'Who would have thought you would have been so silly,' he said, 'as to put an earthenware stall in the corner of the market, where everybody passes? But let us have no more crying; I see you are not fit for this sort of work, so I have been to the king's palace, and asked if they did not want a kitchen-maid; and they say they will take you, and there you will have plenty to eat.'
So the princess became a kitchen-maid and helped the cook to do all the dirtiest work. She was allowed to carry home some of the meat that was left over, and they lived on that.
She had not been there long before she heard that the king's eldest son was passing by, on his way to get married. She went to one of the windows and looked out. Everything was ready and all the pomp and brightness of the court was there. Seeing it, she grieved bitterly for the pride and folly that had brought her so low. The servants gave her some of the rich meats and she put them into her basket to take home.
< 4 >
All of a sudden, as she was leaving, in came the king's son in his golden clothes. When he saw such a beautiful woman at the door, he took her by the hand and said she should be his partner in the dance. She trembled with fear because she saw that it was King Grisly-beard, who was making fun of her. However, he kept hold of her, and led her into the hall. As she entered, the cover of the basket came off, and the meats in it fell out. Everybody laughed and jeered at her and she was so ashamed that she wished she were a thousand feet deep in the earth. She sprang over to the door so that she could run away but on the steps King Grisly-beard overtook her, brought her back and said:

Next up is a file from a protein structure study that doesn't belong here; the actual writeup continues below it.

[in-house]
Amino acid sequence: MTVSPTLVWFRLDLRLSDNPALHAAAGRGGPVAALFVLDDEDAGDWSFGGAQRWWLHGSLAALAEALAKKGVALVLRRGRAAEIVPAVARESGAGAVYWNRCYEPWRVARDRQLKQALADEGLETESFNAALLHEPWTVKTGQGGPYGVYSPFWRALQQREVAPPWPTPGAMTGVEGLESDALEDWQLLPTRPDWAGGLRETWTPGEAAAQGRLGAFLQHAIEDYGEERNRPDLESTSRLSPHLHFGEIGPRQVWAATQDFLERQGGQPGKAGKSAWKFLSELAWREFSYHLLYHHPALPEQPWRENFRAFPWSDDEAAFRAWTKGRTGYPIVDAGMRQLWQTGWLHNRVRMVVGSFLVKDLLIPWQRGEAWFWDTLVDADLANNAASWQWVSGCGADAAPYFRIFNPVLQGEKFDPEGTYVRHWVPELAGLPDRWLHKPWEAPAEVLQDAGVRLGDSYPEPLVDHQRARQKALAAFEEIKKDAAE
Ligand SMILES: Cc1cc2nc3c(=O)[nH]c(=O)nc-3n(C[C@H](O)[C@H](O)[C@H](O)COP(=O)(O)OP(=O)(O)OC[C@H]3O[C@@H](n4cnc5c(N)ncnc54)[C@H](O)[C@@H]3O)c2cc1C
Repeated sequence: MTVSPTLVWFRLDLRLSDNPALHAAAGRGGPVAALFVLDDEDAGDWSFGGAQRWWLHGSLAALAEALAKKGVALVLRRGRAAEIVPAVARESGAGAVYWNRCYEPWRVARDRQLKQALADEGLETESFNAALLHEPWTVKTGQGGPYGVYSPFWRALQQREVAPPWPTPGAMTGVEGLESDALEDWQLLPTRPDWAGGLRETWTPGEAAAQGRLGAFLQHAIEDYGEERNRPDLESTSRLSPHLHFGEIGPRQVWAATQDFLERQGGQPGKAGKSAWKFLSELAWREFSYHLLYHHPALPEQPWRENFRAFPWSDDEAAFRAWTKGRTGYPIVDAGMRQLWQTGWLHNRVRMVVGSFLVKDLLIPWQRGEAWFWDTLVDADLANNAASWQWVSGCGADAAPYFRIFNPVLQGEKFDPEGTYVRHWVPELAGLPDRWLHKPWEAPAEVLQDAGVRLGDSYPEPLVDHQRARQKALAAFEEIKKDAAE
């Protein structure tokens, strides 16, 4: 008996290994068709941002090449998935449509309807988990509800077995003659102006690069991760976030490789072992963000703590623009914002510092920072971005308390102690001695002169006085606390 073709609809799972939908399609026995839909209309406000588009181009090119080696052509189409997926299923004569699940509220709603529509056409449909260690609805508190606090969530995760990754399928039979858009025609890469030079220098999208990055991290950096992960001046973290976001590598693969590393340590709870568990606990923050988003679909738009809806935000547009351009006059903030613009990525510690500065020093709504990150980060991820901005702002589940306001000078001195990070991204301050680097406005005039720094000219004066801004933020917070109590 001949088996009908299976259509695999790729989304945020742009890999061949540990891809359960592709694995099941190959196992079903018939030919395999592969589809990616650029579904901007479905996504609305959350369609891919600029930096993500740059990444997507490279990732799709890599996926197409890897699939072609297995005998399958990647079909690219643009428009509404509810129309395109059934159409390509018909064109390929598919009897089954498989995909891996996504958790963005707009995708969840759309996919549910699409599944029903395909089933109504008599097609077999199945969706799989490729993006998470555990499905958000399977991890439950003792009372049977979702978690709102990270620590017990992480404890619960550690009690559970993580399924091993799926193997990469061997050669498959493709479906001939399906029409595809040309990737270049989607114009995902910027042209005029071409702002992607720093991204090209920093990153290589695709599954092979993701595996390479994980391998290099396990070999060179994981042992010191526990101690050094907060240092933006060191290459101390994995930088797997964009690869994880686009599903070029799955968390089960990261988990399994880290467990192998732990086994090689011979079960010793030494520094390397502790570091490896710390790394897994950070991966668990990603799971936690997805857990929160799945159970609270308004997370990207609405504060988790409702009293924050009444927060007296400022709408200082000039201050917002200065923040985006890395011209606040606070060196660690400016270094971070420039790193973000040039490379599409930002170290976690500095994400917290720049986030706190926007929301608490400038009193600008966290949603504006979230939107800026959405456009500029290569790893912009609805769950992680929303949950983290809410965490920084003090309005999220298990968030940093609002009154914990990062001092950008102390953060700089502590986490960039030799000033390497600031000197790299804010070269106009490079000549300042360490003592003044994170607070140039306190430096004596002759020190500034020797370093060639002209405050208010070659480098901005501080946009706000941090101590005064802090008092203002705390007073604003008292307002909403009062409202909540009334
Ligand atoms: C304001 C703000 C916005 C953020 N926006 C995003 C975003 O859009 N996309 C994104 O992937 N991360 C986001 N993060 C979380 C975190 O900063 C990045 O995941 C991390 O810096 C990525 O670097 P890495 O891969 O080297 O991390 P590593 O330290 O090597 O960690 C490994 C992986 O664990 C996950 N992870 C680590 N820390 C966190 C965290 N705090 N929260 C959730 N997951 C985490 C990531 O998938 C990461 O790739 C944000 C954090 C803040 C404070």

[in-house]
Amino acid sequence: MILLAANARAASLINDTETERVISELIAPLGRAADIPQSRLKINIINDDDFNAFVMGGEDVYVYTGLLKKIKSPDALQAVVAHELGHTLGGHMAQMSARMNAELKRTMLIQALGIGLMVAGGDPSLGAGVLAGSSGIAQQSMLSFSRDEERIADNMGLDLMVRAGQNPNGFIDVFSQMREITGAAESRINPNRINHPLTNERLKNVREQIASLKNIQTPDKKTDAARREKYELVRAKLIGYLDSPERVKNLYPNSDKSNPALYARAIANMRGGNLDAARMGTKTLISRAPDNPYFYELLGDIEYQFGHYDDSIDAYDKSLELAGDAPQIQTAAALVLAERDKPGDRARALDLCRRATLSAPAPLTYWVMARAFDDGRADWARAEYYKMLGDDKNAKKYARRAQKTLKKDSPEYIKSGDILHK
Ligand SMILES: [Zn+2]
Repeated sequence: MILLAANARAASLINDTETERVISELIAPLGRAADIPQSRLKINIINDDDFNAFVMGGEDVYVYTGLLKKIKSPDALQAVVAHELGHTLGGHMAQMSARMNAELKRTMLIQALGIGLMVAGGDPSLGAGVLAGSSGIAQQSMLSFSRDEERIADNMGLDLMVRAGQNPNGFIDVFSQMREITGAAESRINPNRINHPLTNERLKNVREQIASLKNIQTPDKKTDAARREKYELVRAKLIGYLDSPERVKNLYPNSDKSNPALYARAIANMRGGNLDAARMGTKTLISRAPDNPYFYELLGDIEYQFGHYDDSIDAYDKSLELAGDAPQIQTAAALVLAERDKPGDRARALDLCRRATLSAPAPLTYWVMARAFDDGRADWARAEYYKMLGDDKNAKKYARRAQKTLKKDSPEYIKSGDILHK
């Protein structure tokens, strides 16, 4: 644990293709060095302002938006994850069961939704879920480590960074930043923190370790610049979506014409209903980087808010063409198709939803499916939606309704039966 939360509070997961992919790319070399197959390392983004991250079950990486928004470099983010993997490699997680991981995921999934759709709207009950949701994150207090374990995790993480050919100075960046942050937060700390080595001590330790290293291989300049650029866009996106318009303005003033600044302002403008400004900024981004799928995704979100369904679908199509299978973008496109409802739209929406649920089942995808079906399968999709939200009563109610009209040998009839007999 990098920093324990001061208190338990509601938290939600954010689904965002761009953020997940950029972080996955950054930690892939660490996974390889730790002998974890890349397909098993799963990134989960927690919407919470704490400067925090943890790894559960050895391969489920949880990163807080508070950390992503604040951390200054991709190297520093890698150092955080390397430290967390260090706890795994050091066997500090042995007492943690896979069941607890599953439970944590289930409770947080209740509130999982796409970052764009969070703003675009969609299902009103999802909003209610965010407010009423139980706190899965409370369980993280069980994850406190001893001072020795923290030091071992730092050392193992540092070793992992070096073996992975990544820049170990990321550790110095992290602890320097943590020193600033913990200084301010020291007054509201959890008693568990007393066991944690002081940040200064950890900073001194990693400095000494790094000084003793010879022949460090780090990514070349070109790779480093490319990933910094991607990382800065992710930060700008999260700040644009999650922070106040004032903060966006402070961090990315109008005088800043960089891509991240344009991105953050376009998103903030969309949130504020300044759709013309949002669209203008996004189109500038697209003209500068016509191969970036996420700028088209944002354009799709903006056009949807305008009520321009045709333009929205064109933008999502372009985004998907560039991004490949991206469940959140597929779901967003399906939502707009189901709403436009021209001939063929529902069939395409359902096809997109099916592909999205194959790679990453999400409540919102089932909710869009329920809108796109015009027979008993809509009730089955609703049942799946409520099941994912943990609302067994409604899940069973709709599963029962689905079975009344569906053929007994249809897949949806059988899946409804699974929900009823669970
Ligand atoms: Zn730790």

'Fear me not! I am the fiddler who has lived with you in the hut. I brought you there because I truly loved you. I am also the soldier that overset your stall. I have done all this only to cure you of your silly pride, and to show you the folly of your ill-treatment of me. Now it is all over: you have learnt wisdom, and it is time to hold our marriage feast.'
Then the chamberlains came and brought her the most beautiful robes. Her father and his whole court were already there, and they welcomed her home. Joy was in every face and every heart. The feast was grand; they danced and sang; everyone was merry; and I only wish that you and I had been there
.................................................. ............................
Mr Sticky

No one knew how Mr. Sticky got in the fish tank.
"He's very small," Mum said as she peered at the tiny water snail. "Just a black dot."
"He'll grow," said Abby and pulled her pyjama bottoms up again before she got into bed. They were always falling down.

In the morning Abby jumped out of bed and switched on the light in her fish tank.